It’s no secret that building a strong network is one of the keys to success. Not surprisingly many of us identify networking as the number one benefit of CMMA membership. But what about networking within the work environment, do we really need to network internally too? After all, there’s rarely a shortage of work for most of us. And many would argue that’s the reason for networking. While it’s hard to argue with that, I would add a few additional reasons:
- Networking helps build customers beyond your existing organic base
- Networking provides a vehicle for collaboration
- Networking gives you opportunities to champion your team
- Networking can help keep your group relevant
- Networking can secure your team’s place at the table
- Networking has the potential to showcase your leadership acumen
So what has all of this to do with mentoring? In a word – EVERYTHING. Having mentors is essentially networking with a higher purpose. Networking through mentoring allows you to develop yourself as well as your department. If you’re not quite sure how to get started here are a few thoughts:
- See if your organization has a formal mentoring program. Start with your HR rep. These programs are often reserved for up and coming high potentials and aren’t broadly advertised. I learned recently that if you ask nicely they sometimes consider medium potentials too! I guess my point here is – don’t wait for an invitation.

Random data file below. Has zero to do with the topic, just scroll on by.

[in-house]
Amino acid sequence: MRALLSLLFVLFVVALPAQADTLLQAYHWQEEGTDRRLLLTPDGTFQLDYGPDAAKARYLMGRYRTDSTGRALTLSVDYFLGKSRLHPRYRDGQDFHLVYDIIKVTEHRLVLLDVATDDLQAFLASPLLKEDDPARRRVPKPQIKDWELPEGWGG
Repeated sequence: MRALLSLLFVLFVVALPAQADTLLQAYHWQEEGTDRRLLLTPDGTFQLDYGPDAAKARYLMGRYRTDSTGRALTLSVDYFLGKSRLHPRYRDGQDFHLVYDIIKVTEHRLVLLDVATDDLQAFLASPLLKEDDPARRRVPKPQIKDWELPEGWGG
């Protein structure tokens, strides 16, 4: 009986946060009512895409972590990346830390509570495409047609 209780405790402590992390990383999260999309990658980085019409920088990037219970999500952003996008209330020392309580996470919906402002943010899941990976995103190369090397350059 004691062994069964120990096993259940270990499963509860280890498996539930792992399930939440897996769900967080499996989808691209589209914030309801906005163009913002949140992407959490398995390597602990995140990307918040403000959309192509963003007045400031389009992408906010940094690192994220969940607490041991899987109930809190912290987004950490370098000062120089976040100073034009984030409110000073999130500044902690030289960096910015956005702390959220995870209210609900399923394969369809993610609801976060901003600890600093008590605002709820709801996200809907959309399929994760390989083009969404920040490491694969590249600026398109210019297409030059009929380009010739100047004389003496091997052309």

- Identify respected leaders within the organization and ask about an informal mentorship. Look for folks you know you can learn from. I currently have four key leaders in our organization that I meet with on a quarterly basis. Each of these relationships have helped me grow as a leader, brought in new business to my team and given me a level of visibility I wouldn’t have had otherwise.
- Think about departments your team relies on like IT, Public Affairs, Legal…
- Identify a leader in a department that your team doesn’t have a good relationship with. As my peer Greg Sneed likes to say, “it’s an ecosystem folks, not a battlefield”.
- Look for mentors in CMMA!
Once your mentors are in place here are a few additional tips:
- Always bring a question or two. It’s not the job of the mentor to simply share their knowledge. You are responsible for driving the conversation.
- Bring a problem and a solution – to see what they think of your fix rather than simply asking how to handle a tough one.
- Be humble. This works in every relationship by the way.
Lastly, keep in mind that most people like being asked their opinion. I’ve yet to be told no when asking about mentoring possibilities. After all, who doesn’t enjoy hearing, “what do you think”? This works up, down and across the organization. Ask the CEO or the Intern and they will both love you for life!
This article contributed by Clifton Brewer, CMMA Board of Directors